Six Dead Queens and An Inflatable Henry, directed by Shatarupa Bhattacharayya, is a play about Henry VIII and his six deceased wives, all hanging out and discussing various things, which leads to many moments of insight and hilarity. Director Shatarupa says, “When I was looking for a play with an all-woman cast, this one created by the all-female theatre group FourSight Theatre captivated me. Throughout the course of the play, the queens accept the challenge of being their true self, enemies are transformed into comrades, and the women behind the titles band together to raise a raucous royal coup against their fat, flaccid, inflatable spouse. Although the characters are from the past, the play definitely reflects upon problems and issues that women face at present, but of course through humour!”
She likes the play because it isn’t preachy. “The agony or the struggle that they talk about and how history only chose to focus on certain elements and thereby ignoring the other important facts, is a way of telling us how at present we, in fact, do the same while judging an event. Understanding this sub-text is key, but the way the play has been received has proved yet again how intelligent today’s audience is,” she asserts.
Ujaini Gosh, who plays Anne Boleyn, the second queen of Henry VIII, says she enjoyed essaying the role of this extremely charming and intelligent woman. “It’s such a strong and interesting character that is sarcastic, funny and confident all at the same time. It motivated me and has allowed me to explore and portray a lot of different shades of being sarcastic and aggressive yet emotional and confident while bringing alive her life and story of struggle. This character comes from a background of having significant force in the political and religious in-fighting at court and of the cause of Protestantism. She is also ultra-glamorous at all times, given her history of being a fashionista,” Ujaini shares.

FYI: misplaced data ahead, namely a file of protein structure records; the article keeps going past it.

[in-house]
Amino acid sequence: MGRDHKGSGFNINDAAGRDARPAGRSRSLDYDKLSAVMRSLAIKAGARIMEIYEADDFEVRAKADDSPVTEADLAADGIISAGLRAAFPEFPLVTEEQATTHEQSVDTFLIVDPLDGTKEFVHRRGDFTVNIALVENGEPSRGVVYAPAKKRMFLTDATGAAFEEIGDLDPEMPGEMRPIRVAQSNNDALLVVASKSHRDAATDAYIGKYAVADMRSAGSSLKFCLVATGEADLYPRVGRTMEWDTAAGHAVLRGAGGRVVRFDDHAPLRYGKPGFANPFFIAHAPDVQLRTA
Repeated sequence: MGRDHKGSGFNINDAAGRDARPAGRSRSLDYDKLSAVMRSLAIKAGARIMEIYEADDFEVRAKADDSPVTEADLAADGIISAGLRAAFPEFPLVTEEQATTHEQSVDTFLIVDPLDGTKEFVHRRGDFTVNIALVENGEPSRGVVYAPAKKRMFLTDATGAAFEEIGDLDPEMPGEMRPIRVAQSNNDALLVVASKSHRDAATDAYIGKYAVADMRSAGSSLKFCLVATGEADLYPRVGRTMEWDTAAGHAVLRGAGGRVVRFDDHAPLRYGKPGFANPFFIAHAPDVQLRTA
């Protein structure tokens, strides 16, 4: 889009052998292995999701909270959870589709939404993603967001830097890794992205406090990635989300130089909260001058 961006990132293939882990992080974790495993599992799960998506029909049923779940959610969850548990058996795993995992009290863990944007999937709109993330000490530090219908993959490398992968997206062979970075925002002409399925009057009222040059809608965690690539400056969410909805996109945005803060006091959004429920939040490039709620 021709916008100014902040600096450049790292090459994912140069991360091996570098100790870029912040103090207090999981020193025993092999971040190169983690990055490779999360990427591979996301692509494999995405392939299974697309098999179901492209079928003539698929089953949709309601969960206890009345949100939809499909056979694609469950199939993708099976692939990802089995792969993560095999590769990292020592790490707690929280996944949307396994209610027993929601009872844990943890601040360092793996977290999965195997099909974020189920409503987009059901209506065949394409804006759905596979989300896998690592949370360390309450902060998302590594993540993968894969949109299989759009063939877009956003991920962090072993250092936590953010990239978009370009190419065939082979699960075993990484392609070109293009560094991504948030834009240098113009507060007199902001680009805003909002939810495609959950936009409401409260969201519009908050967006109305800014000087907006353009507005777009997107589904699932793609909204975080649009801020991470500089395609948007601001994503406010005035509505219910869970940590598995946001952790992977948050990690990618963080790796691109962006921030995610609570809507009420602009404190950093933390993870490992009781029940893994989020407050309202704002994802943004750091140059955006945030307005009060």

Bhagyasree Kakoty, who enacted the role of fifth wife Katherine Howard, says, “The role speaks a lot about patriarchal society, about how it is okay for a king to have mistresses and marry whoever he likes but a queen is expected to be loyal to the king. This is relevant even in today’s times with women being called names for the same situations that men get away with. The role really seemed interesting to play, besides the fact that there are a lot of comical elements added by Katherine to the various scenes.”
She adds, “This play is about six dead queens who vent their desires, frustrations and experiences after life. It’s about their individual stories of struggle that, to some extent, draws parallels with recent times. The smallest example of this being the king’s wish for a son, an heir to his throne, every time from each of his queens. The play tries to convey the struggles of each queen, their desires and frustrations, which draw parallels in some way or the other to recent times.”